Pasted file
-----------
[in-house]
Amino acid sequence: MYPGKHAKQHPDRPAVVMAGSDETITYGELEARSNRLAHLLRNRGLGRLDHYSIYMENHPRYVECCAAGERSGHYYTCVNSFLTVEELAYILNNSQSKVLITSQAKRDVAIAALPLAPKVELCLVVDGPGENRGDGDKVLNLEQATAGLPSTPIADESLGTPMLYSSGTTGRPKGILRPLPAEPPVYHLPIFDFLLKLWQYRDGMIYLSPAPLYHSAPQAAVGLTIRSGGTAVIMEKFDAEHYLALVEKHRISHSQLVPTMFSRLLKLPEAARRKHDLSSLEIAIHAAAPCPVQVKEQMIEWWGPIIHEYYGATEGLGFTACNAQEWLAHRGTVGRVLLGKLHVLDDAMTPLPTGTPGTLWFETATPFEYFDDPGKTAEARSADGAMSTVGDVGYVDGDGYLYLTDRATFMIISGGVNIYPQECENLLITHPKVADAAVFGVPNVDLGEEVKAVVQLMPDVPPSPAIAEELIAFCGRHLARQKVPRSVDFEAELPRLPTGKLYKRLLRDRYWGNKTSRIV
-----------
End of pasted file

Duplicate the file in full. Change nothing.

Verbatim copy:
[in-house]
Amino acid sequence: MYPGKHAKQHPDRPAVVMAGSDETITYGELEARSNRLAHLLRNRGLGRLDHYSIYMENHPRYVECCAAGERSGHYYTCVNSFLTVEELAYILNNSQSKVLITSQAKRDVAIAALPLAPKVELCLVVDGPGENRGDGDKVLNLEQATAGLPSTPIADESLGTPMLYSSGTTGRPKGILRPLPAEPPVYHLPIFDFLLKLWQYRDGMIYLSPAPLYHSAPQAAVGLTIRSGGTAVIMEKFDAEHYLALVEKHRISHSQLVPTMFSRLLKLPEAARRKHDLSSLEIAIHAAAPCPVQVKEQMIEWWGPIIHEYYGATEGLGFTACNAQEWLAHRGTVGRVLLGKLHVLDDAMTPLPTGTPGTLWFETATPFEYFDDPGKTAEARSADGAMSTVGDVGYVDGDGYLYLTDRATFMIISGGVNIYPQECENLLITHPKVADAAVFGVPNVDLGEEVKAVVQLMPDVPPSPAIAEELIAFCGRHLARQKVPRSVDFEAELPRLPTGKLYKRLLRDRYWGNKTSRIV